Interstate migration to Coast dwindles but prices stay competitive

Interstate migration to the Sunshine Coast appears to have slowed, but property prices are still competitive.

Droves of people moved from places like Sydney and Melbourne during the pandemic, fuelling a hot property market.

But fewer southerners are making their way to the region this year.

Interstate and international buyers have fallen from 29.9 per cent to 13.8 per cent during the first three months of 2023, according to the Ray White Coastal Living Network’s Quarterly Market Monitor.

The report said most buyers were from the immediate region, followed by Brisbane.

“Commonly, we find holiday homes and apartments are purchased by families who are within a two-hour commute to the Sunshine Coast,” it said.

Ray White Maroochydore director Dan Sowden said interstate migration levels had returned to normal.

“We have seen it come back to pre-COVID levels,” he told Sunshine Coast News.

“Interstate migration made up 55 to 70 per cent of transactions during the pandemic but now local buyers are dominating 55 to 60 per cent of all of the transactions.

“South-East Queensland buyers are also playing a strong role, with about 20-odd per cent, and interstate migration takes up the balance.”

Mr Sowden said southerners had less incentive to move north.

“The Sunshine Coast and coastal areas of Queensland are always popular for those down south, but they were coming here during the pandemic because there was a lack of restrictions here and it was more affordable to buy here,” he said.

No.19 Admiralty Drive at Alexandra Headland is on the market for $2.05m.

Their interest helped fuel the property market on the Sunshine Coast from 2020 to 2022, amid low housing supply and then low interest rates.

“The median sale price nudged over $1m, which was higher than some of the more affluent suburbs of Sydney and Melbourne,” Mr Sowden said.

“So, as prices continued to rise on the Coast and lockdowns ended (in the south), there was less reason for them to consider making the move in the numbers they were.”

But locals are still active in the local property market and Mr Sowden said they were from different backgrounds and buying for various reasons.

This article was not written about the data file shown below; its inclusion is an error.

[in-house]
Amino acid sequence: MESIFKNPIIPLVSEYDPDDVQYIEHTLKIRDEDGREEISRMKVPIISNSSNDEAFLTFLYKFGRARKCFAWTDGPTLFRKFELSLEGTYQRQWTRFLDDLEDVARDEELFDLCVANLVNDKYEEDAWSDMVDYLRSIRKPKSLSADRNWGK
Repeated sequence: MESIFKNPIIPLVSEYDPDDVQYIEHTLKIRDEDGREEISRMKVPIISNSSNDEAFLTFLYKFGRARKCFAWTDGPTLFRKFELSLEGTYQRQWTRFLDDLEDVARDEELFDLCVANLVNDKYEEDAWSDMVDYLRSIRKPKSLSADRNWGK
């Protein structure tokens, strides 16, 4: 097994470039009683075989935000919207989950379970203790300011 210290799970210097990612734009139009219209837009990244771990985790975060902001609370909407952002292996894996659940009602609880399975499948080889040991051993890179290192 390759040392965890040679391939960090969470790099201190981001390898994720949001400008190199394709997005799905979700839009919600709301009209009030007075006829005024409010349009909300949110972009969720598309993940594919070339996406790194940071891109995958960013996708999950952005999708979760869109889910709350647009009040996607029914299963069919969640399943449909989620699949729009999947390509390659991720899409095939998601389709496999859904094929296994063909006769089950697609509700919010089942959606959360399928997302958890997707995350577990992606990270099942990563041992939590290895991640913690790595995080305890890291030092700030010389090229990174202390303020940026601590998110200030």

“There are first home buyers, and also young couples looking for bigger homes for a family. There are people looking for a second or third home and we also have a really strong down-sizer market, with people from larger homes buying into river and beachfront apartments,” Mr Sowden said.

Meanwhile, Reed and Co. Estate Agents Noosaville director and founder Adrian Reed also said locals were highly active buyers around the Noosa region.

“I think there’s a bit of misconception that we (agents) are hunting for Sydney or Melbourne buyers who are going to shoot the lights out at auction, but the reality is 50 to 60 per cent of our body of buyers are actually local,” he said.

“We have an active local buying group.

“Local buyers are often most confident about the market and have a greater level of market detail and knowledge.

“There is a lot of transitioning around the market, with locals moving between the beach, the hinterland, and the waterfront (river and canal).

“They rotate around, to get the best of what Noosa has to offer.”

The decreased interest from southern buyers was likely to have contributed to a fall in property prices during the second half of last year, amid rising interest rates.

Buyers have one eye on apartments near the beach, like 709/14 Aerodrome Road at Maroochydore, which sold for $1m.

But the market remains competitive and property prices have increased during the past couple of months.

The average time on the market has also more than doubled, from 31 days to 65 days.

Mr Sowden said there were two reasons for this.

“The first reason is that the negotiations between buyers and sellers are taking longer due to an emerging difference in price expectations and secondly; buyers are requiring longer finance terms than usual,” he said.

“What compounds this matter more so is that if the conditions are not being satisfied, then contracts are terminating and then a second or even third contract is required before the property is effectively sold.”

Ray White chief economist Nerida Conisbee expected property prices to continue to increase.

“Assuming that the rate of price growth continues as it has over the past three months, Australian median house prices will be back to where they were at the peak of 2022 (about April), in September 2023,” she said.

Ms Conisbee said aspiring landlords would be encouraged to get into the rental market because occupancy rates were about 99 per cent and homes were spending just 13 days on average on the market before being snapped up by renters.

“Rents across all Australian capital cities are now rising at their fastest pace ever recorded, driven by an imbalance in supply and demand,” she said.

“This imbalance is now flowing through to house prices.

“There’s a shortage of properties for sale, as well as a shortage of new homes being built.”

The market monitor said that trend was set to stay with a report released by the National Housing and Finance Investment Corporation estimating there will be a shortage of 100,000 homes in Australia during the next four years.

Article source: Queensland Property Investor